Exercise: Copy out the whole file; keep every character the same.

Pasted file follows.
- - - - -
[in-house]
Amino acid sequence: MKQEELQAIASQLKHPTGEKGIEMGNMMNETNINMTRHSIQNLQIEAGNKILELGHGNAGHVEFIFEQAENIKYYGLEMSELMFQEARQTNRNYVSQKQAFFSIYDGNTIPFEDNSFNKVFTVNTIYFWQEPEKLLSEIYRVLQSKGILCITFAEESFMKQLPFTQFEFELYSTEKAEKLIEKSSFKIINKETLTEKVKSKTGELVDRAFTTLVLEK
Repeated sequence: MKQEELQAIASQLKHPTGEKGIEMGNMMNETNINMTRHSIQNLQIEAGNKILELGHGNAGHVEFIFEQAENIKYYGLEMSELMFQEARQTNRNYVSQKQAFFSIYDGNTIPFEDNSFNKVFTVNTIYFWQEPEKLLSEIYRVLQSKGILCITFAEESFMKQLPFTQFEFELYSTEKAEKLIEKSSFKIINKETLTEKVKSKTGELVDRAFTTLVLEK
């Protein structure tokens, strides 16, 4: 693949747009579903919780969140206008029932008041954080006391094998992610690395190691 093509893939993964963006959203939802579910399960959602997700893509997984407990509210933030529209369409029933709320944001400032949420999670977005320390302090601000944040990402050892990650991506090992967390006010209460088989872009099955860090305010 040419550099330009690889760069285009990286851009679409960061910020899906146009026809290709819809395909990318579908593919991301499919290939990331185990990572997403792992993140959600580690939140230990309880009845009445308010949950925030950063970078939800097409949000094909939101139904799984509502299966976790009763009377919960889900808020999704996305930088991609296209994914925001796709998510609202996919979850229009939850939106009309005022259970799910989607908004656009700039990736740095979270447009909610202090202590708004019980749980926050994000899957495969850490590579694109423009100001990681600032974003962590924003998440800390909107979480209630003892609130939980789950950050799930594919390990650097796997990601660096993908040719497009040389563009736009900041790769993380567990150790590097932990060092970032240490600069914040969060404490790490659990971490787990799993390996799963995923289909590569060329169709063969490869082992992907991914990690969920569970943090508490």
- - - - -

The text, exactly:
[in-house]
Amino acid sequence: MKQEELQAIASQLKHPTGEKGIEMGNMMNETNINMTRHSIQNLQIEAGNKILELGHGNAGHVEFIFEQAENIKYYGLEMSELMFQEARQTNRNYVSQKQAFFSIYDGNTIPFEDNSFNKVFTVNTIYFWQEPEKLLSEIYRVLQSKGILCITFAEESFMKQLPFTQFEFELYSTEKAEKLIEKSSFKIINKETLTEKVKSKTGELVDRAFTTLVLEK
Repeated sequence: MKQEELQAIASQLKHPTGEKGIEMGNMMNETNINMTRHSIQNLQIEAGNKILELGHGNAGHVEFIFEQAENIKYYGLEMSELMFQEARQTNRNYVSQKQAFFSIYDGNTIPFEDNSFNKVFTVNTIYFWQEPEKLLSEIYRVLQSKGILCITFAEESFMKQLPFTQFEFELYSTEKAEKLIEKSSFKIINKETLTEKVKSKTGELVDRAFTTLVLEK
């Protein structure tokens, strides 16, 4: 693949747009579903919780969140206008029932008041954080006391094998992610690395190691 093509893939993964963006959203939802579910399960959602997700893509997984407990509210933030529209369409029933709320944001400032949420999670977005320390302090601000944040990402050892990650991506090992967390006010209460088989872009099955860090305010 040419550099330009690889760069285009990286851009679409960061910020899906146009026809290709819809395909990318579908593919991301499919290939990331185990990572997403792992993140959600580690939140230990309880009845009445308010949950925030950063970078939800097409949000094909939101139904799984509502299966976790009763009377919960889900808020999704996305930088991609296209994914925001796709998510609202996919979850229009939850939106009309005022259970799910989607908004656009700039990736740095979270447009909610202090202590708004019980749980926050994000899957495969850490590579694109423009100001990681600032974003962590924003998440800390909107979480209630003892609130939980789950950050799930594919390990650097796997990601660096993908040719497009040389563009736009900041790769993380567990150790590097932990060092970032240490600069914040969060404490790490659990971490787990799993390996799963995923289909590569060329169709063969490869082992992907991914990690969920569970943090508490």